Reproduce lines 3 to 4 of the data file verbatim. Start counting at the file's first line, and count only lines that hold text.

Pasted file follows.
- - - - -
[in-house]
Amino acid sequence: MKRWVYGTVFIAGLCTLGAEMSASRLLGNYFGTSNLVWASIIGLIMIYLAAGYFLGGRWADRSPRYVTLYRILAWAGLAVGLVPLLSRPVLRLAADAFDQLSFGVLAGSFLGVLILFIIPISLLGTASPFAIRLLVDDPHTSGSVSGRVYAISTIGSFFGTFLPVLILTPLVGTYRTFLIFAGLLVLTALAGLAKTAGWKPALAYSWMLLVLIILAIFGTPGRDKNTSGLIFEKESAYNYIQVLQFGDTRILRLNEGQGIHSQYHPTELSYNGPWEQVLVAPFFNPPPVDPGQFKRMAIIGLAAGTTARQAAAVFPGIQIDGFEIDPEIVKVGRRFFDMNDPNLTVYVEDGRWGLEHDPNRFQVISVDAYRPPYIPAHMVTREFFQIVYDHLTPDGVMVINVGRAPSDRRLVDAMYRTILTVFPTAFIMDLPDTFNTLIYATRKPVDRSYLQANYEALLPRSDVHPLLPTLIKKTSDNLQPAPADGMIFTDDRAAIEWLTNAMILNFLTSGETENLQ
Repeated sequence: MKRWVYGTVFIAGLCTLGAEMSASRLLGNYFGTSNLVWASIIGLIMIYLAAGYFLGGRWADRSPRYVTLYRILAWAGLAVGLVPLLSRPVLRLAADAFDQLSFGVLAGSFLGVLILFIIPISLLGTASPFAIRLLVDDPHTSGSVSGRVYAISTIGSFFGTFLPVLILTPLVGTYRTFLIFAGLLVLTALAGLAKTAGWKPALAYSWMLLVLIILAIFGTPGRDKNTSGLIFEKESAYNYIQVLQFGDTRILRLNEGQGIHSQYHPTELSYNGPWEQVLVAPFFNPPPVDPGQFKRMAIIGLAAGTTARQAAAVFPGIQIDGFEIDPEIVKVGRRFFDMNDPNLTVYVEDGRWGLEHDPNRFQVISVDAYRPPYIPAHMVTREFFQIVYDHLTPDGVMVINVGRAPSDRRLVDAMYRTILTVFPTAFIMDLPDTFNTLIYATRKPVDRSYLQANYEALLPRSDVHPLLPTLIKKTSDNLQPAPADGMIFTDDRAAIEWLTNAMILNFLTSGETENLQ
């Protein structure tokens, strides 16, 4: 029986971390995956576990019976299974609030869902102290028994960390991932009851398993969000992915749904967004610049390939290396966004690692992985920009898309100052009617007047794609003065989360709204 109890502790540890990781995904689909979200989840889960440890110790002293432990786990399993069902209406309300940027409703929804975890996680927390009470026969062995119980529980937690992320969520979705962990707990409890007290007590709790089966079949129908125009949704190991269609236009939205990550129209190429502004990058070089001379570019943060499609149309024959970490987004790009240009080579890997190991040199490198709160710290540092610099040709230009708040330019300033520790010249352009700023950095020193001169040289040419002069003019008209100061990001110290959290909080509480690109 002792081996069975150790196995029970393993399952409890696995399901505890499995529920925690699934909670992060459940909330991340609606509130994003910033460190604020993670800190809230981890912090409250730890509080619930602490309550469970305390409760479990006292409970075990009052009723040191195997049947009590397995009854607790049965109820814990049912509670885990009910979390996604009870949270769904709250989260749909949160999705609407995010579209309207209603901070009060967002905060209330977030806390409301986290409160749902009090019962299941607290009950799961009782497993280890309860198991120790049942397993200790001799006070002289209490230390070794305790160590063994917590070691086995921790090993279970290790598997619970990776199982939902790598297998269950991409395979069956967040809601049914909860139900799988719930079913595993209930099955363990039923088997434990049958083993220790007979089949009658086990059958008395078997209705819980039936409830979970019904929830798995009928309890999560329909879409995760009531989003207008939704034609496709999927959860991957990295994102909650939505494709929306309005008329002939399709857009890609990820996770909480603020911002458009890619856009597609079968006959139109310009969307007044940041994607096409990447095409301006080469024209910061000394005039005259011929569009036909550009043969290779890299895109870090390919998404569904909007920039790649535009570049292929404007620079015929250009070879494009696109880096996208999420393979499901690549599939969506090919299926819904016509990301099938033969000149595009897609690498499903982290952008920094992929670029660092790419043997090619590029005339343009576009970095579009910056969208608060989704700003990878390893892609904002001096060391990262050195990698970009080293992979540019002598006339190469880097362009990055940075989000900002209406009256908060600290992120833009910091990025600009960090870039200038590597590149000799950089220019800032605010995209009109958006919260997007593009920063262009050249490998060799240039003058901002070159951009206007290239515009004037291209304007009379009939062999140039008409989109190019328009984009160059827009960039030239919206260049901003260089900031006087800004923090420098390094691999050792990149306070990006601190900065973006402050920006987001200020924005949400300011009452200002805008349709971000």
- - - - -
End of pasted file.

Repeated sequence: MKRWVYGTVFIAGLCTLGAEMSASRLLGNYFGTSNLVWASIIGLIMIYLAAGYFLGGRWADRSPRYVTLYRILAWAGLAVGLVPLLSRPVLRLAADAFDQLSFGVLAGSFLGVLILFIIPISLLGTASPFAIRLLVDDPHTSGSVSGRVYAISTIGSFFGTFLPVLILTPLVGTYRTFLIFAGLLVLTALAGLAKTAGWKPALAYSWMLLVLIILAIFGTPGRDKNTSGLIFEKESAYNYIQVLQFGDTRILRLNEGQGIHSQYHPTELSYNGPWEQVLVAPFFNPPPVDPGQFKRMAIIGLAAGTTARQAAAVFPGIQIDGFEIDPEIVKVGRRFFDMNDPNLTVYVEDGRWGLEHDPNRFQVISVDAYRPPYIPAHMVTREFFQIVYDHLTPDGVMVINVGRAPSDRRLVDAMYRTILTVFPTAFIMDLPDTFNTLIYATRKPVDRSYLQANYEALLPRSDVHPLLPTLIKKTSDNLQPAPADGMIFTDDRAAIEWLTNAMILNFLTSGETENLQ
């Protein structure tokens, strides 16, 4: 029986971390995956576990019976299974609030869902102290028994960390991932009851398993969000992915749904967004610049390939290396966004690692992985920009898309100052009617007047794609003065989360709204 109890502790540890990781995904689909979200989840889960440890110790002293432990786990399993069902209406309300940027409703929804975890996680927390009470026969062995119980529980937690992320969520979705962990707990409890007290007590709790089966079949129908125009949704190991269609236009939205990550129209190429502004990058070089001379570019943060499609149309024959970490987004790009240009080579890997190991040199490198709160710290540092610099040709230009708040330019300033520790010249352009700023950095020193001169040289040419002069003019008209100061990001110290959290909080509480690109 002792081996069975150790196995029970393993399952409890696995399901505890499995529920925690699934909670992060459940909330991340609606509130994003910033460190604020993670800190809230981890912090409250730890509080619930602490309550469970305390409760479990006292409970075990009052009723040191195997049947009590397995009854607790049965109820814990049912509670885990009910979390996604009870949270769904709250989260749909949160999705609407995010579209309207209603901070009060967002905060209330977030806390409301986290409160749902009090019962299941607290009950799961009782497993280890309860198991120790049942397993200790001799006070002289209490230390070794305790160590063994917590070691086995921790090993279970290790598997619970990776199982939902790598297998269950991409395979069956967040809601049914909860139900799988719930079913595993209930099955363990039923088997434990049958083993220790007979089949009658086990059958008395078997209705819980039936409830979970019904929830798995009928309890999560329909879409995760009531989003207008939704034609496709999927959860991957990295994102909650939505494709929306309005008329002939399709857009890609990820996770909480603020911002458009890619856009597609079968006959139109310009969307007044940041994607096409990447095409301006080469024209910061000394005039005259011929569009036909550009043969290779890299895109870090390919998404569904909007920039790649535009570049292929404007620079015929250009070879494009696109880096996208999420393979499901690549599939969506090919299926819904016509990301099938033969000149595009897609690498499903982290952008920094992929670029660092790419043997090619590029005339343009576009970095579009910056969208608060989704700003990878390893892609904002001096060391990262050195990698970009080293992979540019002598006339190469880097362009990055940075989000900002209406009256908060600290992120833009910091990025600009960090870039200038590597590149000799950089220019800032605010995209009109958006919260997007593009920063262009050249490998060799240039003058901002070159951009206007290239515009004037291209304007009379009939062999140039008409989109190019328009984009160059827009960039030239919206260049901003260089900031006087800004923090420098390094691999050792990149306070990006601190900065973006402050920006987001200020924005949400300011009452200002805008349709971000």